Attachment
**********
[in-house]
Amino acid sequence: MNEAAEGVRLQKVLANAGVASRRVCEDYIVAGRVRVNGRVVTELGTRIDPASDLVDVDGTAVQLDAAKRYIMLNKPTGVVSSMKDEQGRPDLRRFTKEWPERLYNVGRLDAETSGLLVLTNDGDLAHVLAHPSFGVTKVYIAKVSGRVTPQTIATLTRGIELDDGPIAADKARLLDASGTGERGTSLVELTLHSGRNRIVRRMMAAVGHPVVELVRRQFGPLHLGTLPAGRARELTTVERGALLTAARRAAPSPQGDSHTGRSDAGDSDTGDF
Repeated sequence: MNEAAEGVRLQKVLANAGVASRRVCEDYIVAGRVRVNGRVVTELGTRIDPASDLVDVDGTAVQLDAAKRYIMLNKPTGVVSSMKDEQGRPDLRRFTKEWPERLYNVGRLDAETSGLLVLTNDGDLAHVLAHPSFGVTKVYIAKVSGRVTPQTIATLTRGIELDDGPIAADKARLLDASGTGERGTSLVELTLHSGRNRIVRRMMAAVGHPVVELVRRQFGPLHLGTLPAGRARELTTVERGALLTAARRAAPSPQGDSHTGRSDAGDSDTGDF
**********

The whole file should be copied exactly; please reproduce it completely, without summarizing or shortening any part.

[in-house]
Amino acid sequence: MNEAAEGVRLQKVLANAGVASRRVCEDYIVAGRVRVNGRVVTELGTRIDPASDLVDVDGTAVQLDAAKRYIMLNKPTGVVSSMKDEQGRPDLRRFTKEWPERLYNVGRLDAETSGLLVLTNDGDLAHVLAHPSFGVTKVYIAKVSGRVTPQTIATLTRGIELDDGPIAADKARLLDASGTGERGTSLVELTLHSGRNRIVRRMMAAVGHPVVELVRRQFGPLHLGTLPAGRARELTTVERGALLTAARRAAPSPQGDSHTGRSDAGDSDTGDF
Repeated sequence: MNEAAEGVRLQKVLANAGVASRRVCEDYIVAGRVRVNGRVVTELGTRIDPASDLVDVDGTAVQLDAAKRYIMLNKPTGVVSSMKDEQGRPDLRRFTKEWPERLYNVGRLDAETSGLLVLTNDGDLAHVLAHPSFGVTKVYIAKVSGRVTPQTIATLTRGIELDDGPIAADKARLLDASGTGERGTSLVELTLHSGRNRIVRRMMAAVGHPVVELVRRQFGPLHLGTLPAGRARELTTVERGALLTAARRAAPSPQGDSHTGRSDAGDSDTGDF